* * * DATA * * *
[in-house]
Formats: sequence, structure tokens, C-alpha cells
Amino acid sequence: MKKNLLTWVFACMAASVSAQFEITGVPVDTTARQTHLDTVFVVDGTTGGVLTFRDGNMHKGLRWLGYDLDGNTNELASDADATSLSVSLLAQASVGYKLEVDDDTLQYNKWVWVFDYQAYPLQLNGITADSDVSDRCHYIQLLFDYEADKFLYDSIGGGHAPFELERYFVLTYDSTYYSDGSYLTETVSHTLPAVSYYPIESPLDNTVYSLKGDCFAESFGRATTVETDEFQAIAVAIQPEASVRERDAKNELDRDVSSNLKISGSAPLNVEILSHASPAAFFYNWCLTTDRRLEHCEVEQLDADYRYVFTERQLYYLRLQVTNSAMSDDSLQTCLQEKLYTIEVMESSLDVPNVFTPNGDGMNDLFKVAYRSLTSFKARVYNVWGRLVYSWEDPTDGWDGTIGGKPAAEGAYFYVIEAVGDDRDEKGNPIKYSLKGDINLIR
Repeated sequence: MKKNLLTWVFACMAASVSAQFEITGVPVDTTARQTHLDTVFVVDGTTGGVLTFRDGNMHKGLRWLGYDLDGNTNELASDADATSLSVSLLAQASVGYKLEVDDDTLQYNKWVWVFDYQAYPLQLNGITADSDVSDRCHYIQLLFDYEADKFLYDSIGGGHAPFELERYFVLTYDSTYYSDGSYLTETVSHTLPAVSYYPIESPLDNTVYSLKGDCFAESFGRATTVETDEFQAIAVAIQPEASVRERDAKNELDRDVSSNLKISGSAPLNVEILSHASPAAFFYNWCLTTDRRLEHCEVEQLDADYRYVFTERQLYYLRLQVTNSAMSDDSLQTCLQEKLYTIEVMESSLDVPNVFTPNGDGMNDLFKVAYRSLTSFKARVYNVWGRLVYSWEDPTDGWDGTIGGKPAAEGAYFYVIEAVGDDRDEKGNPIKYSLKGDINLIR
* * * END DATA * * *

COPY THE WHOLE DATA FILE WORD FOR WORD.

[in-house]
Formats: sequence, structure tokens, C-alpha cells
Amino acid sequence: MKKNLLTWVFACMAASVSAQFEITGVPVDTTARQTHLDTVFVVDGTTGGVLTFRDGNMHKGLRWLGYDLDGNTNELASDADATSLSVSLLAQASVGYKLEVDDDTLQYNKWVWVFDYQAYPLQLNGITADSDVSDRCHYIQLLFDYEADKFLYDSIGGGHAPFELERYFVLTYDSTYYSDGSYLTETVSHTLPAVSYYPIESPLDNTVYSLKGDCFAESFGRATTVETDEFQAIAVAIQPEASVRERDAKNELDRDVSSNLKISGSAPLNVEILSHASPAAFFYNWCLTTDRRLEHCEVEQLDADYRYVFTERQLYYLRLQVTNSAMSDDSLQTCLQEKLYTIEVMESSLDVPNVFTPNGDGMNDLFKVAYRSLTSFKARVYNVWGRLVYSWEDPTDGWDGTIGGKPAAEGAYFYVIEAVGDDRDEKGNPIKYSLKGDINLIR
Repeated sequence: MKKNLLTWVFACMAASVSAQFEITGVPVDTTARQTHLDTVFVVDGTTGGVLTFRDGNMHKGLRWLGYDLDGNTNELASDADATSLSVSLLAQASVGYKLEVDDDTLQYNKWVWVFDYQAYPLQLNGITADSDVSDRCHYIQLLFDYEADKFLYDSIGGGHAPFELERYFVLTYDSTYYSDGSYLTETVSHTLPAVSYYPIESPLDNTVYSLKGDCFAESFGRATTVETDEFQAIAVAIQPEASVRERDAKNELDRDVSSNLKISGSAPLNVEILSHASPAAFFYNWCLTTDRRLEHCEVEQLDADYRYVFTERQLYYLRLQVTNSAMSDDSLQTCLQEKLYTIEVMESSLDVPNVFTPNGDGMNDLFKVAYRSLTSFKARVYNVWGRLVYSWEDPTDGWDGTIGGKPAAEGAYFYVIEAVGDDRDEKGNPIKYSLKGDINLIR